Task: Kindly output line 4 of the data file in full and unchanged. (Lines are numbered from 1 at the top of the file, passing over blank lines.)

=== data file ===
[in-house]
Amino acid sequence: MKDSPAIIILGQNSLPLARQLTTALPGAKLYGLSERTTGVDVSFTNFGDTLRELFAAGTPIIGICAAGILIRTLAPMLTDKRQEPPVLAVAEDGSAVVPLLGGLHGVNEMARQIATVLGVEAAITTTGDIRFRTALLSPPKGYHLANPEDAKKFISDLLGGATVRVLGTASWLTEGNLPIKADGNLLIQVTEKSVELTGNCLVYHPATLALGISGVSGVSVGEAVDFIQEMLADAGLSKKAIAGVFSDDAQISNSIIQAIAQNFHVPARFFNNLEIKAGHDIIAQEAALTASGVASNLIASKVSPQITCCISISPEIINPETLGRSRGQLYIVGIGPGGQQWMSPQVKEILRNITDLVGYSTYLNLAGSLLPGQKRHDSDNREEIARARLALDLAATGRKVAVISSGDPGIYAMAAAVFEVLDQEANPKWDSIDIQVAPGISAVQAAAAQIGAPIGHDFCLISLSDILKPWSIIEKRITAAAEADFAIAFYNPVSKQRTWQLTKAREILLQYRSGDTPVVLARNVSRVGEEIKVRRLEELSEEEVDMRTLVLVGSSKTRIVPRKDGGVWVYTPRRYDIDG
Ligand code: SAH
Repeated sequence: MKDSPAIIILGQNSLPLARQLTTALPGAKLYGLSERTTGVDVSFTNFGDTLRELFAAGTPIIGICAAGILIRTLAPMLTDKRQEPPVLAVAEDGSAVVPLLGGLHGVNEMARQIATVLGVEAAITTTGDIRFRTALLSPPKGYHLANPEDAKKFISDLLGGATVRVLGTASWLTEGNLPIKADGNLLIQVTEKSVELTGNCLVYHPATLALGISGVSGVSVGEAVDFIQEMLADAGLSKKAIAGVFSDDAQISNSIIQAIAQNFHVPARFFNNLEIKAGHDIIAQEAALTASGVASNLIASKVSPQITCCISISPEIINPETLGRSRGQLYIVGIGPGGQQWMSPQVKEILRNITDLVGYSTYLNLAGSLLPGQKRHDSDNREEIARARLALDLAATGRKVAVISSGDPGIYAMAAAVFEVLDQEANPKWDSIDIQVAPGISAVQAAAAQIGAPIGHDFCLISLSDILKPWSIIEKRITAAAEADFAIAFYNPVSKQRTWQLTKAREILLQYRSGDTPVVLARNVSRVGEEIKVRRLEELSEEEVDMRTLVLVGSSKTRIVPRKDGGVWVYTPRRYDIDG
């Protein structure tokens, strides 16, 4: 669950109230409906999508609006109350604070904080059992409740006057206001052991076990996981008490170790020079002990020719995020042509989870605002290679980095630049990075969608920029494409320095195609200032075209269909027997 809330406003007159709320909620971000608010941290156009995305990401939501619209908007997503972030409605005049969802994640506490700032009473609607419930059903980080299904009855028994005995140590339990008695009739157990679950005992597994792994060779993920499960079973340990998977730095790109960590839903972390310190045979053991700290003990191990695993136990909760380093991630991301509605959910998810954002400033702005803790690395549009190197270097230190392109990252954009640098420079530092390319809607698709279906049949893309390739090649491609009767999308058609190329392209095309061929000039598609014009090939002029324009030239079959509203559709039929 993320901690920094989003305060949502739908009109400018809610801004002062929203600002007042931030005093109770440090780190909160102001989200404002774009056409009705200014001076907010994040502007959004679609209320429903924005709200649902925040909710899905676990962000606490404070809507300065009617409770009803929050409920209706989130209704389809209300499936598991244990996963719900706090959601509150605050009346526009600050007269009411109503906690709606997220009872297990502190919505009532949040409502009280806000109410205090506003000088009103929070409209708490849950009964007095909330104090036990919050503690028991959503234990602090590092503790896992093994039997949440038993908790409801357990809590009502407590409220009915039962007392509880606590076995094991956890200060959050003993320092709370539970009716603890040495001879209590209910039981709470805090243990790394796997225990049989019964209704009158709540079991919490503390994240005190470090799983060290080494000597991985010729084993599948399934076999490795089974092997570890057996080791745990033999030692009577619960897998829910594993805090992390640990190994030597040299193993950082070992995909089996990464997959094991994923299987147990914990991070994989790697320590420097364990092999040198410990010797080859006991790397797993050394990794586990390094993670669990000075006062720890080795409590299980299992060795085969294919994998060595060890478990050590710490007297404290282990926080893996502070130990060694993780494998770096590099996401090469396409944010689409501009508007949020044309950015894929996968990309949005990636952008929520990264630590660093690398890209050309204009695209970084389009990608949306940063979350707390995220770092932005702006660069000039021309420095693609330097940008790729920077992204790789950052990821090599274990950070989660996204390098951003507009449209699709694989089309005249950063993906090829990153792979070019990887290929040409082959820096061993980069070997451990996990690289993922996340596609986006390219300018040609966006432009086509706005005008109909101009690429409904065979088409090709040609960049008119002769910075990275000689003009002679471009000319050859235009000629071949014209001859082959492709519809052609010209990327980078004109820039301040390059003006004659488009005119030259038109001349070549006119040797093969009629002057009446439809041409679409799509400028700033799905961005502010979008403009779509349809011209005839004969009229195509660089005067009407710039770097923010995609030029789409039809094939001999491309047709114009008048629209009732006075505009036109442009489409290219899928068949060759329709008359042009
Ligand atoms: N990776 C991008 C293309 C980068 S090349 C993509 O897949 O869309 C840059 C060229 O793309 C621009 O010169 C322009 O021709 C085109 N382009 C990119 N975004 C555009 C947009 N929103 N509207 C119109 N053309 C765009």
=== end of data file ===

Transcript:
Repeated sequence: MKDSPAIIILGQNSLPLARQLTTALPGAKLYGLSERTTGVDVSFTNFGDTLRELFAAGTPIIGICAAGILIRTLAPMLTDKRQEPPVLAVAEDGSAVVPLLGGLHGVNEMARQIATVLGVEAAITTTGDIRFRTALLSPPKGYHLANPEDAKKFISDLLGGATVRVLGTASWLTEGNLPIKADGNLLIQVTEKSVELTGNCLVYHPATLALGISGVSGVSVGEAVDFIQEMLADAGLSKKAIAGVFSDDAQISNSIIQAIAQNFHVPARFFNNLEIKAGHDIIAQEAALTASGVASNLIASKVSPQITCCISISPEIINPETLGRSRGQLYIVGIGPGGQQWMSPQVKEILRNITDLVGYSTYLNLAGSLLPGQKRHDSDNREEIARARLALDLAATGRKVAVISSGDPGIYAMAAAVFEVLDQEANPKWDSIDIQVAPGISAVQAAAAQIGAPIGHDFCLISLSDILKPWSIIEKRITAAAEADFAIAFYNPVSKQRTWQLTKAREILLQYRSGDTPVVLARNVSRVGEEIKVRRLEELSEEEVDMRTLVLVGSSKTRIVPRKDGGVWVYTPRRYDIDG